It was one of the most inconvenient weekends to forego a walking tour and decide to drive through. Labor Day block parties popped up on every other street. Which means lawn chairs, parked cars, and pieces of string were used as makeshift barricades to protect parties and confuse unfamiliar drivers. North Philadelphia was turned into a maze as Jeff and I weaved our way in and out of one way side streets. The gray shadow cast on the day made row homes look dingy and abandoned buildings look extra dilapidated. The abundance of churches and corner stores were present but virtually empty for the day as everyone gathered together on front stoops and sidewalks. Barbeque celebrations were in full swing, even with the dark clouds and threat of rain looming over head. The mass of happy people grilling, running, swimming (in blow up pools on the sidewalk), and generally socializing brought the area to life.
As we weaved further Northwest I become a little apprehensive. The block-parties had become scarce, and the empty, quiet streets were a little ominous. However, as we drove along Huntington Street, trying to find a road to lead us south again, I saw something that absolutely surprised me. There were people recreationally riding horses. It seemed so incredibly strange and out of place to see local residents casually walking horses down the city streets, past the throngs of row homes across cement and scattered glass. I approached two different sets of men to inquire about what exactly they were doing. All of them were extremely nice and willing to talk about their equestrian hobby. As it turns out there are stables nearby and you can purchase a horse to ride for as low as $100.00. This is an anomaly that is most definitely worth looking into for a future story.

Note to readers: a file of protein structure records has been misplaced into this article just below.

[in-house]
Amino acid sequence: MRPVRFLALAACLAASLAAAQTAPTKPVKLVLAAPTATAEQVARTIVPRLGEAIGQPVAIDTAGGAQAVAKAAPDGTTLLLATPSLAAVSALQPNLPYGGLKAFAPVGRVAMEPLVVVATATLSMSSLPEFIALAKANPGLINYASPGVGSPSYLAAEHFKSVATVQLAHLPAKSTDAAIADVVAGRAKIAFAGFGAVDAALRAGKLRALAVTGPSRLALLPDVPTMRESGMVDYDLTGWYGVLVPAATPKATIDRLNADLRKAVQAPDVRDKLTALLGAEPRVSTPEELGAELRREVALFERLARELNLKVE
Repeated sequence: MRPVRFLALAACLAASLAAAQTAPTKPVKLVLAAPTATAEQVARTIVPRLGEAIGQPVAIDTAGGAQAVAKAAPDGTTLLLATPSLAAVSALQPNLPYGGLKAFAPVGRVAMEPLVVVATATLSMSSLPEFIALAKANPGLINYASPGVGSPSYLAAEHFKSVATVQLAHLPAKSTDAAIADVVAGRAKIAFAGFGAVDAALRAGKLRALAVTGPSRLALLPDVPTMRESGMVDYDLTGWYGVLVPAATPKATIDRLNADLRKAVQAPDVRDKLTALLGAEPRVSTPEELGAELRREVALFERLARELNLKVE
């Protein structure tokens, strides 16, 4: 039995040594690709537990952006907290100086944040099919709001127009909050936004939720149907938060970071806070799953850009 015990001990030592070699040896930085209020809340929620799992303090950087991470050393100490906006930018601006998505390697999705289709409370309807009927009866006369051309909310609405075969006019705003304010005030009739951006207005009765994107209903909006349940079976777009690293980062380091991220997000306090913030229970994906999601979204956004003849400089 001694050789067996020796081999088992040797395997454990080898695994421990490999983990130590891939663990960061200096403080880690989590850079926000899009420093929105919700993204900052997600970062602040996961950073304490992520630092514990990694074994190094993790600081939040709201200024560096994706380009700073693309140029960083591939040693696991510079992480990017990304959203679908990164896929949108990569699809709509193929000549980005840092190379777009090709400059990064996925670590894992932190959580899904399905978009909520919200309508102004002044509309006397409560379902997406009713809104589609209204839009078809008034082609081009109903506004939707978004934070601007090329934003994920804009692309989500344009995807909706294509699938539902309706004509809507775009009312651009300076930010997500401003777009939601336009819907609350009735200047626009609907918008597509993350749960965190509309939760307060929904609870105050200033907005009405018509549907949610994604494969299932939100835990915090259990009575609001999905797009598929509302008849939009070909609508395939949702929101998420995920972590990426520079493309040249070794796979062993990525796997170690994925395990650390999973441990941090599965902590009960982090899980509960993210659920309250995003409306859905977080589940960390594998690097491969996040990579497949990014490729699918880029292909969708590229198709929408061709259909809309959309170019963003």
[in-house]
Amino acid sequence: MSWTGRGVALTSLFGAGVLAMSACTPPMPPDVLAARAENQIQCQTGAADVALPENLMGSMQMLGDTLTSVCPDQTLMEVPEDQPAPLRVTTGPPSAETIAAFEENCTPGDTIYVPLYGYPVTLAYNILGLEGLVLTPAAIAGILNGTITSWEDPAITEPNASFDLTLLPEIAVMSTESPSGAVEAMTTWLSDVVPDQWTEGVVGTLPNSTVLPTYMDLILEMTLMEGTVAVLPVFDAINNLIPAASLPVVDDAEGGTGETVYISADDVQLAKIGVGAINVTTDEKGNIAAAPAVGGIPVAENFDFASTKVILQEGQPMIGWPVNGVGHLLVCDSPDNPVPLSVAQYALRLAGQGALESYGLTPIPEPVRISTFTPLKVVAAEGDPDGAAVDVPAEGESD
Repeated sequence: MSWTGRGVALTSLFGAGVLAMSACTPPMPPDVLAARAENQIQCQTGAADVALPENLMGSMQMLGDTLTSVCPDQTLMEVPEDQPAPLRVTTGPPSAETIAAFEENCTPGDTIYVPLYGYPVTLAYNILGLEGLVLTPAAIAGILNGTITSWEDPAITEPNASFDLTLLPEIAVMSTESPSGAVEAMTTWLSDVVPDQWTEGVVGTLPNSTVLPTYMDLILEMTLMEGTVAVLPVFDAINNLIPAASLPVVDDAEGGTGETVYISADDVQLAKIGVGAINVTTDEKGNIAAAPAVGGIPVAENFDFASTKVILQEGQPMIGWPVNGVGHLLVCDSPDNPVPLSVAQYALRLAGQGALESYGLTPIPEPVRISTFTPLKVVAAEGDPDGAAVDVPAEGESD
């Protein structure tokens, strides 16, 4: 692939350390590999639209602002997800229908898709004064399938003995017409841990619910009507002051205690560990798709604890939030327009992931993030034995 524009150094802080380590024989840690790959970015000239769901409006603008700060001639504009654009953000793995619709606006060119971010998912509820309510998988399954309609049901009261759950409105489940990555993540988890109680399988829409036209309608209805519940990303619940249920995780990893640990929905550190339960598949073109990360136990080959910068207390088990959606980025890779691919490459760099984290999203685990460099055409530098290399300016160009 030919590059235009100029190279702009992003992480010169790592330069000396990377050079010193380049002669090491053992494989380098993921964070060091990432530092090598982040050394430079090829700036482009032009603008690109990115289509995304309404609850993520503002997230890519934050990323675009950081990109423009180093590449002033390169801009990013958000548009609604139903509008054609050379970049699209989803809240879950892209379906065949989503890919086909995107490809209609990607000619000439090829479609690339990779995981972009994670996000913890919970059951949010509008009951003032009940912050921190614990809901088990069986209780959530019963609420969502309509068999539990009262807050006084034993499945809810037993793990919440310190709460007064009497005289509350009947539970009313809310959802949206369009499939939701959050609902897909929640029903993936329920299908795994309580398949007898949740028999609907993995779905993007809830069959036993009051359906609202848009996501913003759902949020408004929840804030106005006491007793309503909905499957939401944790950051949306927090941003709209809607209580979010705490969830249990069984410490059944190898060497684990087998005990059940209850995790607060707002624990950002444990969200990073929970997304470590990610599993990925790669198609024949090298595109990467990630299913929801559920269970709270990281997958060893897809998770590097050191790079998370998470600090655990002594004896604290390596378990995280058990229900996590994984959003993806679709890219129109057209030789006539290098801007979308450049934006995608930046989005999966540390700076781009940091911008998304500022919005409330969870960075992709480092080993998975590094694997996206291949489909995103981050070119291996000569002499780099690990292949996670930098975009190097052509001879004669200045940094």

Though the lively celebrations were welcome it will be interesting to study the area when it is not a holiday weekend. As a former resident, I am well aware that there are not always masses of happy people outside. However, I realized that most of the time that I lived in this neighborhood, I was looking at it as an outsider. All I saw was crime, poverty and unfriendliness. I felt unwelcome and projected my feelings on the rest of the area. I now have to look at it from a reporting stand-point. I have to see the stories that are clearly trotting right past me.
-Leeann Hamilton and Jeff Craven, Group 16, North Central Philadelphia